Genes make up only 2 percent of the human genome, and researchers have argued in recent years that the remaining 98 percent may play some hidden, useful role.
Apparently in the plant world, junk DNA really is just junk. While the findings published in the Journal of Nature yesterday May 12 do concern a carnivorous plant, they could have implications for the human genome as well—maybe not.
Scientists have known for decades that the vast majority of the human genome is made of up DNA that doesn’t seem to contain genes or turn genes on or off. This black hole of dark DNA consists of genetic parasites that copy segments of DNA and paste themselves repeatedly in the genome or is made up of fossils of once useful genes that have now been switched off. I would interpret this as being part of evolution.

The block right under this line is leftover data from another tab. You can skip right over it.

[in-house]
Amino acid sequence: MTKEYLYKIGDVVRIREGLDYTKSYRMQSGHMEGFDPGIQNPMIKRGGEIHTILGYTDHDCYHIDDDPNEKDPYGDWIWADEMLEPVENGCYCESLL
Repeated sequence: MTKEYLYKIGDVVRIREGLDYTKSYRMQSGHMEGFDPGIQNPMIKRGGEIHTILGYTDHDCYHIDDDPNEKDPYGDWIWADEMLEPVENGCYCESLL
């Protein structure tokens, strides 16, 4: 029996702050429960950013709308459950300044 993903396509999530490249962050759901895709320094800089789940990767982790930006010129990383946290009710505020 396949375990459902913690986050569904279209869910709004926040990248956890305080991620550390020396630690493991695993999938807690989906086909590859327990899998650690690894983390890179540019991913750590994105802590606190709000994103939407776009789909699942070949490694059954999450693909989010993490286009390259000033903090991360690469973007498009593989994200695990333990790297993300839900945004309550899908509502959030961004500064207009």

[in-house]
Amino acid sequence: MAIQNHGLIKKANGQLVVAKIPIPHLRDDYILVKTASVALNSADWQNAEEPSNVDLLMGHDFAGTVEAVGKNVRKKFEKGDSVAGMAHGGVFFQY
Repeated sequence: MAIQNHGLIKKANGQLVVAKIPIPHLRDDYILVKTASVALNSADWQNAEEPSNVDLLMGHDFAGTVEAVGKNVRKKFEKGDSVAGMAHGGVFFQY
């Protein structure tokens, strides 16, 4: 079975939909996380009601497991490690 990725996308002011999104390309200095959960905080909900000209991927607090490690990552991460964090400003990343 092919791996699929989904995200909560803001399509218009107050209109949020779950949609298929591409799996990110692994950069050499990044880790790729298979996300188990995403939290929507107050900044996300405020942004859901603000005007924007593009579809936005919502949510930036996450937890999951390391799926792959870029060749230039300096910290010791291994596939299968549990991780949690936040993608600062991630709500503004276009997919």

The findings while researching the carnivorous “bladderwort” plant suggest junk DNA really isn’t needed for healthy plants—and that may also hold true for other organisms, such as humans.
It is, however, still a mystery why some organisms have genomes bloated with junk while other genomes are studies in minimalism.
“One possibility is that there was some evolutionary pressure to strip the genome of extra material. But that’s unlikely given that similar plants with huge genomes don’t seem to fare badly.”
To read the entire article click on Live Science.